What is the Universal Scaling Law and Scale Symmetry?
Schwarzschild as a Scale
Black holes are a pretty well-accepted theory, despite no direct confirmation (yet). The mound of evidence makes any alternatives incredibly unlikely, and it all started with the Schwarzschild solution to Einstein’s Field Equations from relativity. Other solutions to the field equations, such as the Kerr-Newman, give better descriptions of black holes, but can these results be applied to other objects? The answer appears to be a surprising yes, and the results are astounding.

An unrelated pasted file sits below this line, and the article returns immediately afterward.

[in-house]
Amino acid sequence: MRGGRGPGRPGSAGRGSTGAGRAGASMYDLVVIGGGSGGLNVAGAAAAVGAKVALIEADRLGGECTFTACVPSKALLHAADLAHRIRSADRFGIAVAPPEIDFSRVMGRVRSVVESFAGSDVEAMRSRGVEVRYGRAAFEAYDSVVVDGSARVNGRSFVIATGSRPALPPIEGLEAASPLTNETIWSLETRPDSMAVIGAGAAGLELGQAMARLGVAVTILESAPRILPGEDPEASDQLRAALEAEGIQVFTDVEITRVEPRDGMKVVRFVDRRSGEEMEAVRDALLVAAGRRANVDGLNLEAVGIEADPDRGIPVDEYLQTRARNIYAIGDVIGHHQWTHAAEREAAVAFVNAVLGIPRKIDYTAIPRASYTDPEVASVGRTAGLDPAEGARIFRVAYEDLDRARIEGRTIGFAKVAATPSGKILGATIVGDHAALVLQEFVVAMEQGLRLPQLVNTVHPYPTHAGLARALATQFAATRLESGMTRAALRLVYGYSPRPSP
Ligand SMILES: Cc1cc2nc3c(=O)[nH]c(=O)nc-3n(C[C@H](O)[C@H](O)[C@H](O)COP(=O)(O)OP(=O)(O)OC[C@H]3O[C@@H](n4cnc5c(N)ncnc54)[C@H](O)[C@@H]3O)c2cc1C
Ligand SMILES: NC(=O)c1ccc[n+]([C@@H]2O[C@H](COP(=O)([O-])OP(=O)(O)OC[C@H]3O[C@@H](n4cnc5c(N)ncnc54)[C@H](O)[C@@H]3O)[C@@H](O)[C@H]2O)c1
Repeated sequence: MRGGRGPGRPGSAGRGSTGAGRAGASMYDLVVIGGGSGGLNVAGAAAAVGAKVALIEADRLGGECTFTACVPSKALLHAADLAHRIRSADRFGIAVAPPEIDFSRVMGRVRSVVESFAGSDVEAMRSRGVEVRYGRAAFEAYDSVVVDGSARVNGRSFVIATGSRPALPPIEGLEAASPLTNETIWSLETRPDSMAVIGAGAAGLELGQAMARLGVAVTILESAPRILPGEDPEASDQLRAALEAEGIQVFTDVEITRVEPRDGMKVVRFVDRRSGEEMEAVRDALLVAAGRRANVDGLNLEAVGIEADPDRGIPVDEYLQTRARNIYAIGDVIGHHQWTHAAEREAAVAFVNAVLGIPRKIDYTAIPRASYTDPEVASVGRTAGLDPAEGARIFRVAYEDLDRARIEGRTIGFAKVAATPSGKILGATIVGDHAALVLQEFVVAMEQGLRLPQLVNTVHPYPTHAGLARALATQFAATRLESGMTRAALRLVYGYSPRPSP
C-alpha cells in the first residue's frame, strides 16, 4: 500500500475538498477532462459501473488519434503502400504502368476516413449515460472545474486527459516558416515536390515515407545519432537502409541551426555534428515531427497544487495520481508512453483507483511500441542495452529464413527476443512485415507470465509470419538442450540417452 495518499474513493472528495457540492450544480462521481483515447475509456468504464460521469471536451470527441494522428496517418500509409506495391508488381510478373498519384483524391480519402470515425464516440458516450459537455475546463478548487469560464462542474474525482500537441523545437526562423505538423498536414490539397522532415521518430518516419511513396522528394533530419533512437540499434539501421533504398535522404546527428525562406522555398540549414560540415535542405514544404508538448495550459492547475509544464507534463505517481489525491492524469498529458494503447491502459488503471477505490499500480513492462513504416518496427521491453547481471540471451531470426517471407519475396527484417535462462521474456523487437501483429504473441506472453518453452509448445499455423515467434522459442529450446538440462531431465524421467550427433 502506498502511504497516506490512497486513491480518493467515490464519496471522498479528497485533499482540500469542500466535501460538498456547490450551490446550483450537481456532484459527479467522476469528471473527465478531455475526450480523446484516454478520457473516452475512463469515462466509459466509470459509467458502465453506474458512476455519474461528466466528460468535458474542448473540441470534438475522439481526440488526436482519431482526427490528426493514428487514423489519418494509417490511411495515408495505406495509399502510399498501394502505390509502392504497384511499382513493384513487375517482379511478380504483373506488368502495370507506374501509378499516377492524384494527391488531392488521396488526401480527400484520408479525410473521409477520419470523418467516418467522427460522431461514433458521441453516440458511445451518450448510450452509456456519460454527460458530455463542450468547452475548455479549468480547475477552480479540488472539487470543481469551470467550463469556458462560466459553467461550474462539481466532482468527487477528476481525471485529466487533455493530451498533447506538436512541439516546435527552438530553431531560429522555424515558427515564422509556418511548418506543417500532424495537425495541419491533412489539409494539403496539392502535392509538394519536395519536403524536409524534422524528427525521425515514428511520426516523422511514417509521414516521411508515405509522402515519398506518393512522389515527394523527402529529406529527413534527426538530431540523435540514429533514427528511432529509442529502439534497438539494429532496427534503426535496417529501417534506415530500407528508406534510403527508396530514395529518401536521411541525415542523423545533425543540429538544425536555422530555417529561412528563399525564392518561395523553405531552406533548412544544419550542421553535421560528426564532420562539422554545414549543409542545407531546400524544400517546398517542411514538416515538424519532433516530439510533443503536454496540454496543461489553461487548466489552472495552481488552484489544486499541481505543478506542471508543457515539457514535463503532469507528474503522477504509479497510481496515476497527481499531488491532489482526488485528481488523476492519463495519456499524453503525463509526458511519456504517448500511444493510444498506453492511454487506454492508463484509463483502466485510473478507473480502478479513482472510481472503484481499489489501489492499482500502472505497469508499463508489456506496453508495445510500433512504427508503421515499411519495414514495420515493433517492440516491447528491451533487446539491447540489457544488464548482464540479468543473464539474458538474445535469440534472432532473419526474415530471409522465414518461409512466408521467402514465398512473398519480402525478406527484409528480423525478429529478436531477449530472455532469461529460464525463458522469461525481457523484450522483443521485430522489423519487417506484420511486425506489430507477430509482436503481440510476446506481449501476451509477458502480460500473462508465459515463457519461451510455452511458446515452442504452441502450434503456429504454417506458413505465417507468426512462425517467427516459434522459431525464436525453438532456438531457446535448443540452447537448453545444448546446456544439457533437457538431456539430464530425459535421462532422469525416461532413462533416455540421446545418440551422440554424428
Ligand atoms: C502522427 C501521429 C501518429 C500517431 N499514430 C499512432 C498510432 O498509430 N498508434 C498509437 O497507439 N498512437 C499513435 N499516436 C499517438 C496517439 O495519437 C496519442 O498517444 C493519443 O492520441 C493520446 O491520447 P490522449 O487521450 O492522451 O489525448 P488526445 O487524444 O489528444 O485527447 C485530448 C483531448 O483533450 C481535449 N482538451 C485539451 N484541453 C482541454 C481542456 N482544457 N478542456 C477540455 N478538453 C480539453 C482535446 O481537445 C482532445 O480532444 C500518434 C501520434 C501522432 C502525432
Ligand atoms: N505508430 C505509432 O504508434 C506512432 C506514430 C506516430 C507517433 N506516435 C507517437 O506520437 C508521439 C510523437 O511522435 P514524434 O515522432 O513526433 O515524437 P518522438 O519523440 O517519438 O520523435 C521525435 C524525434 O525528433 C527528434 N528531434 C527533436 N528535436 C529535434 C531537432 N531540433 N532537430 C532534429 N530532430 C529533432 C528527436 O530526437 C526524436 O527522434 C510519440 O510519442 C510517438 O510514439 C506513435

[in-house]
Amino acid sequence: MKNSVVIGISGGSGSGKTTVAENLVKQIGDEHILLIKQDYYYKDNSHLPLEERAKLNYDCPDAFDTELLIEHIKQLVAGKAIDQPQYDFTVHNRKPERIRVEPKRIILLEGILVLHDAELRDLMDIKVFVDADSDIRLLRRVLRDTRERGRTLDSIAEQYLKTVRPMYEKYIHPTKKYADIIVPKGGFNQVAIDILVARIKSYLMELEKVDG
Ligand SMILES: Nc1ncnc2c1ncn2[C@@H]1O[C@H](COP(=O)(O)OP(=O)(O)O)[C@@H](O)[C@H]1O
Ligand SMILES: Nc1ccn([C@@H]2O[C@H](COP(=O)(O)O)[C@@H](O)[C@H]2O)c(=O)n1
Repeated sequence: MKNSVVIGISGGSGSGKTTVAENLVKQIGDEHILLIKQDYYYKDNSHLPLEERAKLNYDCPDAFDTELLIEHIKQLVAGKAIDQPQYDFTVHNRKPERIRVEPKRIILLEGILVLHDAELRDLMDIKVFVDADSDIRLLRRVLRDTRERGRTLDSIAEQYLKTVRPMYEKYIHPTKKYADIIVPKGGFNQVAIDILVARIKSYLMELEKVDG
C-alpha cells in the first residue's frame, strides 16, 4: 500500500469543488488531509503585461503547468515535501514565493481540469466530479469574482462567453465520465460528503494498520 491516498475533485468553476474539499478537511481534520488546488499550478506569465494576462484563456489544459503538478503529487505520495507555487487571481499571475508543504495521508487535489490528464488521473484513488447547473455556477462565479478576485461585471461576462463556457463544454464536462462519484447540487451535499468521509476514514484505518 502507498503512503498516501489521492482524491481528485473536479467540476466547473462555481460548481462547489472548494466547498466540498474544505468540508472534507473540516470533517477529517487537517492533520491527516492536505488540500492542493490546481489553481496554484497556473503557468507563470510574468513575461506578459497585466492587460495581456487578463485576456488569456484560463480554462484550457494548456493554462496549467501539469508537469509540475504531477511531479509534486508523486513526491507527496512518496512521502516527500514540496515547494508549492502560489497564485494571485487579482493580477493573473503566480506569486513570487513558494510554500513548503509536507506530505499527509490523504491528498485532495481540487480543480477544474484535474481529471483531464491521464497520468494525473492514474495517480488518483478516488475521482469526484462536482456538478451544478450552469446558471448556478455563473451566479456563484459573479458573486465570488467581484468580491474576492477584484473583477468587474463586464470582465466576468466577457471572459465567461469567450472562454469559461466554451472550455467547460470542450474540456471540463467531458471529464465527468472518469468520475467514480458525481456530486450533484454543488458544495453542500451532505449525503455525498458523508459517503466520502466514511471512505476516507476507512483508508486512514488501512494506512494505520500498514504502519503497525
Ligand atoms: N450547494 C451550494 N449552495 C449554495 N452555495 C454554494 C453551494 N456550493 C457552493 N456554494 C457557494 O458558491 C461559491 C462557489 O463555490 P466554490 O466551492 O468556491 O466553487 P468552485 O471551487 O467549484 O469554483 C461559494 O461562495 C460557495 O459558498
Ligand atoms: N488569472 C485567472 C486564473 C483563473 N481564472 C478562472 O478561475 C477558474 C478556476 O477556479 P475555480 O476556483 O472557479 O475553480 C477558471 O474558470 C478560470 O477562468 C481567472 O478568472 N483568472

The first part of the analogy lies in the main way we detect black holes: X-rays. Our singularities usually have a companion object that feeds the black hole, and as the matter falls in it gets accelerated and emits X-rays. When we find X-rays being emitted from an otherwise unexciting region of space, we have reason to believe it is a black hole. Can we then apply black hole equations to other X-ray emitters and glean useful information? You betcha, and it arises from the Schwarzschild radius. This is a way to relate the mass of an object to its radius, and is defined as Rs = (2Gms/c2) where Rs is the Schwarzschild radius (beyond which lies the singularity), G is the gravitational constant, c is the speed of light, and ms is the mass of the object. Applying this to different black hole solutions such as stellar, intermediate, and supermassive black holes yielded an interesting result for Nassim Haramein and E.A. Rauscher when they noticed that the radius and angular frequencies, when plotted, followed a nice negative slope. It was as if a scaling law held for these objects, but was it indicative of something more? After applying Schwarzschild conditions to other objects like atoms and the Universe, they too seemed to fall onto this nice linear line where as the radius increased then the frequency decreased. But it gets cooler. When we take a look at the distances between points on the graph and find their ratio…it’s pretty close to the golden ratio! Somehow, this number which appears all throughout nature mysteriously, has managed to sneak its way through to black holes, and maybe the Universe itself. Is it a matter of coincidence, or a sign of something deeper? If the scaling law is true, then it implies that a “vacuum state polarization” can lead us to “an event horizon topological space-time manifold,” or that we can describe objects in space-time as having the geometrical properties of black holes, but on different scales. Does this scaling law imply that all matter follows black hole dynamics and is just different versions of it? (Haramein)